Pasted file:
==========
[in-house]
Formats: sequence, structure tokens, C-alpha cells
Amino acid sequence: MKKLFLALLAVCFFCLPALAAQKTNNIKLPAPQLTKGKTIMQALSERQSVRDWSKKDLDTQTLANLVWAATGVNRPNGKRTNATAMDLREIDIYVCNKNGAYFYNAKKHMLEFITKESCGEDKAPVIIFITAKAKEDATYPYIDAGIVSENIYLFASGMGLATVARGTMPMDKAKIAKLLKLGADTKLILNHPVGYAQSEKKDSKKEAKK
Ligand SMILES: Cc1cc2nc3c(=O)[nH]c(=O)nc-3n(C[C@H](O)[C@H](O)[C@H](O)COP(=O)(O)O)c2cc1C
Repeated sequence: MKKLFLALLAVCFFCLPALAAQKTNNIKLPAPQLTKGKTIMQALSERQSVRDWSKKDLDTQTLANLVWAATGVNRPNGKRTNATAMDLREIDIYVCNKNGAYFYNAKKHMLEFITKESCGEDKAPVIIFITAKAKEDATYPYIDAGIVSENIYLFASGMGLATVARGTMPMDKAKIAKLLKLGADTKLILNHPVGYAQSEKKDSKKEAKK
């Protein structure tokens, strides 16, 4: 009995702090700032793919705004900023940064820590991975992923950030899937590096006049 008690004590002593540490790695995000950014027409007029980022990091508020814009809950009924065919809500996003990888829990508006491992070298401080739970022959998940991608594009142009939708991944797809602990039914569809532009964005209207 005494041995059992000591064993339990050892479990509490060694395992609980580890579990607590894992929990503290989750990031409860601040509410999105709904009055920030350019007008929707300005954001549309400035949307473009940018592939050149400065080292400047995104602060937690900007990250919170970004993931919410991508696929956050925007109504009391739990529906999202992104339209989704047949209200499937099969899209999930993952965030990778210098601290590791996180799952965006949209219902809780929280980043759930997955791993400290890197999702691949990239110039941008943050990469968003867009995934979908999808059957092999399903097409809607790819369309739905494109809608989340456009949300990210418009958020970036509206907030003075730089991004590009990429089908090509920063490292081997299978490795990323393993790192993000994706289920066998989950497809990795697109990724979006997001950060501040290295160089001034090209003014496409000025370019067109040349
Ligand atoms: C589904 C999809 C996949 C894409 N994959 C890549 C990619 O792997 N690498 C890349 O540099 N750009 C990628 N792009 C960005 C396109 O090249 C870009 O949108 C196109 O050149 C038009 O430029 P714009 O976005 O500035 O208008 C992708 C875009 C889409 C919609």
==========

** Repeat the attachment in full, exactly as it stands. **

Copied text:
[in-house]
Formats: sequence, structure tokens, C-alpha cells
Amino acid sequence: MKKLFLALLAVCFFCLPALAAQKTNNIKLPAPQLTKGKTIMQALSERQSVRDWSKKDLDTQTLANLVWAATGVNRPNGKRTNATAMDLREIDIYVCNKNGAYFYNAKKHMLEFITKESCGEDKAPVIIFITAKAKEDATYPYIDAGIVSENIYLFASGMGLATVARGTMPMDKAKIAKLLKLGADTKLILNHPVGYAQSEKKDSKKEAKK
Ligand SMILES: Cc1cc2nc3c(=O)[nH]c(=O)nc-3n(C[C@H](O)[C@H](O)[C@H](O)COP(=O)(O)O)c2cc1C
Repeated sequence: MKKLFLALLAVCFFCLPALAAQKTNNIKLPAPQLTKGKTIMQALSERQSVRDWSKKDLDTQTLANLVWAATGVNRPNGKRTNATAMDLREIDIYVCNKNGAYFYNAKKHMLEFITKESCGEDKAPVIIFITAKAKEDATYPYIDAGIVSENIYLFASGMGLATVARGTMPMDKAKIAKLLKLGADTKLILNHPVGYAQSEKKDSKKEAKK
């Protein structure tokens, strides 16, 4: 009995702090700032793919705004900023940064820590991975992923950030899937590096006049 008690004590002593540490790695995000950014027409007029980022990091508020814009809950009924065919809500996003990888829990508006491992070298401080739970022959998940991608594009142009939708991944797809602990039914569809532009964005209207 005494041995059992000591064993339990050892479990509490060694395992609980580890579990607590894992929990503290989750990031409860601040509410999105709904009055920030350019007008929707300005954001549309400035949307473009940018592939050149400065080292400047995104602060937690900007990250919170970004993931919410991508696929956050925007109504009391739990529906999202992104339209989704047949209200499937099969899209999930993952965030990778210098601290590791996180799952965006949209219902809780929280980043759930997955791993400290890197999702691949990239110039941008943050990469968003867009995934979908999808059957092999399903097409809607790819369309739905494109809608989340456009949300990210418009958020970036509206907030003075730089991004590009990429089908090509920063490292081997299978490795990323393993790192993000994706289920066998989950497809990795697109990724979006997001950060501040290295160089001034090209003014496409000025370019067109040349
Ligand atoms: C589904 C999809 C996949 C894409 N994959 C890549 C990619 O792997 N690498 C890349 O540099 N750009 C990628 N792009 C960005 C396109 O090249 C870009 O949108 C196109 O050149 C038009 O430029 P714009 O976005 O500035 O208008 C992708 C875009 C889409 C919609």